Beneath the ripples of local fisheries management: Is this marine protection plan working for Fiji?

Fiji residents have traditionally managed their waterfront resources. Adding to that support now are foreign conservation approaches, science, and national government regulations. To get residents on board with the idea of marine protection, village and district chiefs must give their blessing, though their cooperation depends on cultural sensitivity by the NGOs. Fijian chiefs must also consider ocean-based livelihoods when few moneymaking options exist in remote areas. Moreover is the need for government oversight –enough to authenticate the conservation efforts, but not so much to cede cultural rights. This delicate interlocking of conservation, customs, enforcement, and economic goals is not easy to navigate, and not always successful. Amy is diving in to expose what pressures Fiji’s nearshore fisheries now face–politically, culturally, and physically.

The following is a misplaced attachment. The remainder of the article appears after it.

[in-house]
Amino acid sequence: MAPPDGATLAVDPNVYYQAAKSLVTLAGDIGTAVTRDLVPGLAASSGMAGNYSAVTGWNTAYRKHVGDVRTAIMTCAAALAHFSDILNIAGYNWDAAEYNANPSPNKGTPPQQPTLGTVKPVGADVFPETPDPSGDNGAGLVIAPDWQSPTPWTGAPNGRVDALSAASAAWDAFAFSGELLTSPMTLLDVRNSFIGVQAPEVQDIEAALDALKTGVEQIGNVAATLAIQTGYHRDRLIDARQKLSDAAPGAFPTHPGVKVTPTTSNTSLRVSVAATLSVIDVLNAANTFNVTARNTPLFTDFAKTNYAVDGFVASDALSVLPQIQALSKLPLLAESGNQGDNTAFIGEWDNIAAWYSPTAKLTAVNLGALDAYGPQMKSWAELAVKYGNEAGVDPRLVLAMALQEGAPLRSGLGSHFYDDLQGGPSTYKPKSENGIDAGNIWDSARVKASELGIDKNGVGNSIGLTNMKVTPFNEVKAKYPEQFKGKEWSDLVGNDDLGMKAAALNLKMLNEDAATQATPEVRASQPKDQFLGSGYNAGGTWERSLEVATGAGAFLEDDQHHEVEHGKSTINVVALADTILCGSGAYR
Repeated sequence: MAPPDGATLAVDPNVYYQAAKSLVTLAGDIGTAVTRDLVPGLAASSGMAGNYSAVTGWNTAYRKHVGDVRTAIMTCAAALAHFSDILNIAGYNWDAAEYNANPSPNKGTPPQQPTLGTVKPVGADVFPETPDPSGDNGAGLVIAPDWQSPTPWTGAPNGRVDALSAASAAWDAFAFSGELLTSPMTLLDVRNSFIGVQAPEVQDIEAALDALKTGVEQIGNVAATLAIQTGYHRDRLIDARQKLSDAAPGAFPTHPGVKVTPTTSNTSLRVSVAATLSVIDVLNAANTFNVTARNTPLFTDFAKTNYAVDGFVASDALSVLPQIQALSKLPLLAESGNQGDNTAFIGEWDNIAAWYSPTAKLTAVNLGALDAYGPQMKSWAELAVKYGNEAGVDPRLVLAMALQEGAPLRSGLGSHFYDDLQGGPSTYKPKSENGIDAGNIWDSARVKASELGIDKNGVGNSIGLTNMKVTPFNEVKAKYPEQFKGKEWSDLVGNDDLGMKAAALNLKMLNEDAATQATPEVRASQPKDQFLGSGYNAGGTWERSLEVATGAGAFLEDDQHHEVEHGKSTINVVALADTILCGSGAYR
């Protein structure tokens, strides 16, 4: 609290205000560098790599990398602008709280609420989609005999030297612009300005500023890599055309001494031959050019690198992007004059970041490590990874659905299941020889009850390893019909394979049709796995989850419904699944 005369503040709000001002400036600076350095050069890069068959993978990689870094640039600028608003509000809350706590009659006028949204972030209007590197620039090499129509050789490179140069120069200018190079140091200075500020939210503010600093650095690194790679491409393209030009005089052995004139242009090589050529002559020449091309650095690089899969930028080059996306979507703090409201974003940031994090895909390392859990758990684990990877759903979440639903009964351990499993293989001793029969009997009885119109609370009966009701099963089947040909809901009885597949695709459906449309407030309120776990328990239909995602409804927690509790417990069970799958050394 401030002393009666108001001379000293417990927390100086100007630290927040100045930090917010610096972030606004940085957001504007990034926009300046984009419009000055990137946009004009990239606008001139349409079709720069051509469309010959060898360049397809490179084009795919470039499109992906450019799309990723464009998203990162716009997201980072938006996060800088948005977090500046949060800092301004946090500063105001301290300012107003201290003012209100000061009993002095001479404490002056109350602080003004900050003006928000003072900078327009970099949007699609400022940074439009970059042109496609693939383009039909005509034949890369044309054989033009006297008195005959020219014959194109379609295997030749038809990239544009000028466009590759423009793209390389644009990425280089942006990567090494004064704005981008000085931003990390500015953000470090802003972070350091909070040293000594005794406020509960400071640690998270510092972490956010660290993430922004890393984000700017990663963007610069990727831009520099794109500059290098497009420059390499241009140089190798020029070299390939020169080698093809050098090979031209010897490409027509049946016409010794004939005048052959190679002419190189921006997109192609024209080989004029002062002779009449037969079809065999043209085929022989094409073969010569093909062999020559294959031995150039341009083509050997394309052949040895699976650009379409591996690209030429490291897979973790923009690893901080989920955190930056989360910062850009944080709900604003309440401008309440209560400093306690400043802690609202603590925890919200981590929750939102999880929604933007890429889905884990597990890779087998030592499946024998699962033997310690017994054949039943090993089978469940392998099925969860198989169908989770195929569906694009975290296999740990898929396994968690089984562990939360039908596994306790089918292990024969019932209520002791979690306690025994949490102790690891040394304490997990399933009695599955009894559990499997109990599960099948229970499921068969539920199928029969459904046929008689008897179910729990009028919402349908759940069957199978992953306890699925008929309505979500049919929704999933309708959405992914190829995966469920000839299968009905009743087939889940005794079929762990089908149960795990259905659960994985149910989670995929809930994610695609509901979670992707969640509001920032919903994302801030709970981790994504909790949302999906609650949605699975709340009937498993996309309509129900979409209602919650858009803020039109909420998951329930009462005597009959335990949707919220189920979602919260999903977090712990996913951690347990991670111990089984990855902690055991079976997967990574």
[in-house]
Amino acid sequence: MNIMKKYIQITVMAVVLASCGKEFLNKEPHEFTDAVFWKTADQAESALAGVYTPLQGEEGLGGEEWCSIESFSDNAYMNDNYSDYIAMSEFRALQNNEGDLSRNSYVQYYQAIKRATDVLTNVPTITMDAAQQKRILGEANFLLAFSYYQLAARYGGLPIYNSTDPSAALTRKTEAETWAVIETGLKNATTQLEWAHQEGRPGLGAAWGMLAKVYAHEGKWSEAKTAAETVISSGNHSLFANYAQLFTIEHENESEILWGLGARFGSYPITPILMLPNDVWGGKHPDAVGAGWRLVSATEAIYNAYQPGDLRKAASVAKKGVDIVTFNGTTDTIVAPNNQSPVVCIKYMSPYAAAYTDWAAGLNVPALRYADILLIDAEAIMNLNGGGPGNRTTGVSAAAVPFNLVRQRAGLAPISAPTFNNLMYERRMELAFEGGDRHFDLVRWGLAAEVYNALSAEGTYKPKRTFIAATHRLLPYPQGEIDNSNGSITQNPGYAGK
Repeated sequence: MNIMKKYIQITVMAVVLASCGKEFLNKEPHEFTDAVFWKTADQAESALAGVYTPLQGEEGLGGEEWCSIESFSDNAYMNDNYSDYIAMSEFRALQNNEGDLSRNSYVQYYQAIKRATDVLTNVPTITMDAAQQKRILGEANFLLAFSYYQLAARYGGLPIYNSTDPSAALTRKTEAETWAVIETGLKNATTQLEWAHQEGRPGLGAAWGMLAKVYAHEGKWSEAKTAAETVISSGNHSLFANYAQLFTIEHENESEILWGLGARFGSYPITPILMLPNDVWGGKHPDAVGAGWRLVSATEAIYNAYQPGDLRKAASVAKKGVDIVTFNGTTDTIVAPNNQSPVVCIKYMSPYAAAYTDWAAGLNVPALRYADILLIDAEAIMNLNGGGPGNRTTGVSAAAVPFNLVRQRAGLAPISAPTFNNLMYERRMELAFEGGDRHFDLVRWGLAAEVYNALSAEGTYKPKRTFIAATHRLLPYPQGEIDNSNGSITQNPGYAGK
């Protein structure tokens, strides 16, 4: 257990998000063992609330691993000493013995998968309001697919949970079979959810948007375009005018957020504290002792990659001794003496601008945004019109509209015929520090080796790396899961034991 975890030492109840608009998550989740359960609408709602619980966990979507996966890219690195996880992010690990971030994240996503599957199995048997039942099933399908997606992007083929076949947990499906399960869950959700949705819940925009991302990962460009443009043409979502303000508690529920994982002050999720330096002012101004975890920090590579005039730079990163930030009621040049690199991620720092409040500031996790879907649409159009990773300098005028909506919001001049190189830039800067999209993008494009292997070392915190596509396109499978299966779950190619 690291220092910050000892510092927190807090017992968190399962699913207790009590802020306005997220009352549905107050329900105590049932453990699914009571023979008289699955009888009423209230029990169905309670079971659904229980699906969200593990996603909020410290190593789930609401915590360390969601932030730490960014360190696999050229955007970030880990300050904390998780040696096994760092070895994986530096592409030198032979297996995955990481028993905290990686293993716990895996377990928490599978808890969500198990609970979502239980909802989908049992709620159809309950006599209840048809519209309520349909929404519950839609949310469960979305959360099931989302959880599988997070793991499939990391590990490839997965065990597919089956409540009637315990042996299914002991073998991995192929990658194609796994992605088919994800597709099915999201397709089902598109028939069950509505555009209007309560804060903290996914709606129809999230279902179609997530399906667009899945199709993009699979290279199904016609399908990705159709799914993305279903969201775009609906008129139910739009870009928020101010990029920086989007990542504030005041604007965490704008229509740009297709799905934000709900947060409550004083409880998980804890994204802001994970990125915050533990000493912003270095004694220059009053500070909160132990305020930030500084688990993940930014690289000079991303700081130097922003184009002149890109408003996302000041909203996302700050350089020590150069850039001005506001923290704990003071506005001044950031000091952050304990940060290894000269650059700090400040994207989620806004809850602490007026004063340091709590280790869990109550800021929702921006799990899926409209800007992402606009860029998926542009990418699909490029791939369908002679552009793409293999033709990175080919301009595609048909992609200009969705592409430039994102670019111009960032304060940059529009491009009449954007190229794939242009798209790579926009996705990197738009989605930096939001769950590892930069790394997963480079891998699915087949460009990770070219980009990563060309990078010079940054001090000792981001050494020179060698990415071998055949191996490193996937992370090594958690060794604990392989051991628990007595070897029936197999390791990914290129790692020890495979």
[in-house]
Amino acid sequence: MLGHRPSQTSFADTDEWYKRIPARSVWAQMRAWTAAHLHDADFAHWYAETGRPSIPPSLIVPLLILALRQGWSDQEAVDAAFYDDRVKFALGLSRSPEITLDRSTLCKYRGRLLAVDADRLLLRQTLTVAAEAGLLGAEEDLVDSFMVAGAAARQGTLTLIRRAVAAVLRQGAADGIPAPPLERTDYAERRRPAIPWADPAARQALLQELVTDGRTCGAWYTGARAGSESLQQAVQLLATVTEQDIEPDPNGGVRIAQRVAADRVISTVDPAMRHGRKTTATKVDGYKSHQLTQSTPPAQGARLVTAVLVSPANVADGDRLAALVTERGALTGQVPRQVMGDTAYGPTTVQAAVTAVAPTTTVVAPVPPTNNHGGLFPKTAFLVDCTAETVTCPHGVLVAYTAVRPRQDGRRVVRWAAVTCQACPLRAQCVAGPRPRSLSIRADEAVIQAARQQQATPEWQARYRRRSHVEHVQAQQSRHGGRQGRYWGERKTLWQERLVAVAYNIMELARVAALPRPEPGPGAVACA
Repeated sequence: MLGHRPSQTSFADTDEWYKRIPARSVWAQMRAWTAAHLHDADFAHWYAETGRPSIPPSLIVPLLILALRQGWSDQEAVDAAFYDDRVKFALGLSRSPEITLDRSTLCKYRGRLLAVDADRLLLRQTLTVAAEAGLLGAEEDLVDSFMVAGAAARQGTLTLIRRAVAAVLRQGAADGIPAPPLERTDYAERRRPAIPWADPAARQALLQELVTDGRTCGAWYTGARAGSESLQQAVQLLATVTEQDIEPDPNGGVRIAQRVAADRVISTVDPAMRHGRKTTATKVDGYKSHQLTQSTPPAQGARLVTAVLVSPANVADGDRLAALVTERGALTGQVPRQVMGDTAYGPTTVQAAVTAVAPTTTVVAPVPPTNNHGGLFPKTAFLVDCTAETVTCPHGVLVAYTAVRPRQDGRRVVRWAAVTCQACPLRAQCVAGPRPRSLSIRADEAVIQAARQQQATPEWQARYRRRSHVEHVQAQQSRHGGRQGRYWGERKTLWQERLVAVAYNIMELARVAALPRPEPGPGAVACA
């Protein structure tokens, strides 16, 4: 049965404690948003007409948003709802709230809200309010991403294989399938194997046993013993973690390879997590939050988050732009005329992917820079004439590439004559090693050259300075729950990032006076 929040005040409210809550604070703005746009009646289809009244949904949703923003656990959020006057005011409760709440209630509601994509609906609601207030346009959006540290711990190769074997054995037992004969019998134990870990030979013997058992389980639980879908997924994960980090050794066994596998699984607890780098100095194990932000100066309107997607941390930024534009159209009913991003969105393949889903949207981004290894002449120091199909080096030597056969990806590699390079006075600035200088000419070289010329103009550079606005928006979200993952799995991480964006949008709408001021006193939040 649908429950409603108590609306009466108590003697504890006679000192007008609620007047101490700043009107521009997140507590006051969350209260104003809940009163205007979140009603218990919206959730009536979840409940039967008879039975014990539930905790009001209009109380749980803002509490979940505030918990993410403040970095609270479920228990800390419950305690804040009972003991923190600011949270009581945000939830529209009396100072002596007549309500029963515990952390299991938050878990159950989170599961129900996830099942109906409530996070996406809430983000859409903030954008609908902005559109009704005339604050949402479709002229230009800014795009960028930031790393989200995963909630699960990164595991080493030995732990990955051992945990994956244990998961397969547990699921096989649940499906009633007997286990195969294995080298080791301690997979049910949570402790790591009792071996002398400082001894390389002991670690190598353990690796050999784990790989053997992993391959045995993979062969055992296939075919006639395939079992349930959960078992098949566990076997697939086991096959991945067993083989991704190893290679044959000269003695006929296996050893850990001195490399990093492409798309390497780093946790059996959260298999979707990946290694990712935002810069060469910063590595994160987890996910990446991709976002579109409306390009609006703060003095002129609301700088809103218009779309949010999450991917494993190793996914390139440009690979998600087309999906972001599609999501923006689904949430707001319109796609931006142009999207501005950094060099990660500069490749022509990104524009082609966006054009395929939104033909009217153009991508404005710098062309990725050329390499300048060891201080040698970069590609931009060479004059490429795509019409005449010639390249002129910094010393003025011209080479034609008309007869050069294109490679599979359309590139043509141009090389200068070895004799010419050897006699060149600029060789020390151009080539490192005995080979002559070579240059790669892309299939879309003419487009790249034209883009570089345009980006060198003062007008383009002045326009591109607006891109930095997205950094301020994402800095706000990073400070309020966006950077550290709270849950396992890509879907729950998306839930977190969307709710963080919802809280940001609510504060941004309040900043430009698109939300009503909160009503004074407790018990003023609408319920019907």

Amy West is a freelance science writer and former marine biologist- with both careers taking her from pole to pole. After an aquaculture stint in Peace Corps and an MSc in marine science from New Zealand, she toiled aboard US commercial fishing boats in the Bering Sea, wanting to enhance her understanding of global fishing practices. Her training in multimedia and writing from a graduate degree in science communication from UC Santa Cruz, helped her produce science and technology pieces for public radio, write and photograph for a deep-sea research institute and Japanese university, and generate videos for the National Park Service and Wildlife Conservation Society in Fiji. She has written for Conservation Magazine, ScienceNOW, High Country News, and, with articles appearing in Huffington Post and San Jose Mercury News. She is based in San Luis Obispo, CA. More of her work can be found at